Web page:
Objective: To examine whether proinflammatory and hyperinsulinemic diets are associated with increased risk of type 2 diabetes.
Research design and methods: We prospectively followed 74,767 women from the Nurses' Health Study (1984-2016), 90,786 women from the Nurses' Health Study II (1989-2017), and 39,442 men from the Health Professionals Follow-up Study (1986-2016). Using repeated measures of food-frequency questionnaires, we calculated empirical dietary inflammatory pattern (EDIP) and empirical dietary index for hyperinsulinemia (EDIH) scores, which are food-based indices that characterize dietary inflammatory or insulinemic potential based on circulating biomarkers of inflammation or C-peptide. Diagnoses of type 2 diabetes were confirmed by validated supplementary questionnaires.
Results: We documented 19,666 incident type 2 diabetes cases over 4.9 million person-years of follow-up. In the pooled multivariable-adjusted analyses, individuals in the highest EDIP or EDIH quintile had 3.11 times (95% CI 2.96-3.27) and 3.40 times (95% CI 3.23-3.58) higher type 2 diabetes risk, respectively, compared with those in the lowest quintile. Additional adjustment for BMI attenuated the associations (hazard ratio 1.95 [95% CI 1.85-2.05] for EDIP and hazard ratio 1.87 [95% CI 1.78-1.98] for EDIH), suggesting adiposity partly mediates the observed associations. Moreover, individuals in both highest EDIP and EDIH quintiles had 2.34 times higher type 2 diabetes risk (95% CI 2.17-2.52), compared with those in both lowest quintiles, after adjustment for BMI.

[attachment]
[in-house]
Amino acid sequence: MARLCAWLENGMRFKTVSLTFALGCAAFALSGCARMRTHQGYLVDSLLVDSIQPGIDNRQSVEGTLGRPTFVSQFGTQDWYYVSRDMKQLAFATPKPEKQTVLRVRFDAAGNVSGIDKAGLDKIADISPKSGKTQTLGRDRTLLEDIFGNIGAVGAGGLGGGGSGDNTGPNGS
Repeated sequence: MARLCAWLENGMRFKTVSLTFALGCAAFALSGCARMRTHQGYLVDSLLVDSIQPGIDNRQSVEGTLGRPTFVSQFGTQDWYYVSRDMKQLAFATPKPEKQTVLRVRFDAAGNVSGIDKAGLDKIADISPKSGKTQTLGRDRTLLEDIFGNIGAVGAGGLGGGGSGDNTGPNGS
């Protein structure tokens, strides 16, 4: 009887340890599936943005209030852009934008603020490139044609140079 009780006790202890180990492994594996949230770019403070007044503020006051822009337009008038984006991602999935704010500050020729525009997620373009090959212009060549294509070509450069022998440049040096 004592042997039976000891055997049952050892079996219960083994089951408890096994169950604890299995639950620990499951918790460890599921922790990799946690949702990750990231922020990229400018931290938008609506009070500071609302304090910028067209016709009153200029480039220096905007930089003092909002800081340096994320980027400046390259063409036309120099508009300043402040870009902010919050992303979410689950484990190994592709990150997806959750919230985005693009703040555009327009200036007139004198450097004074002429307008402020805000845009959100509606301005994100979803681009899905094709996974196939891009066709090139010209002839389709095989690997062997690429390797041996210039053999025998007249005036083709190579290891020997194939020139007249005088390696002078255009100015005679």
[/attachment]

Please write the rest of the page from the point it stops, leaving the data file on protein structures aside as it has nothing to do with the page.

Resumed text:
Conclusions: Higher dietary inflammatory and insulinemic potential were associated with increased type 2 diabetes incidence. Findings suggest that inflammation and hyperinsulinemia are potential mechanisms linking dietary patterns and type 2 diabetes development.
© 2020 by the American Diabetes Association.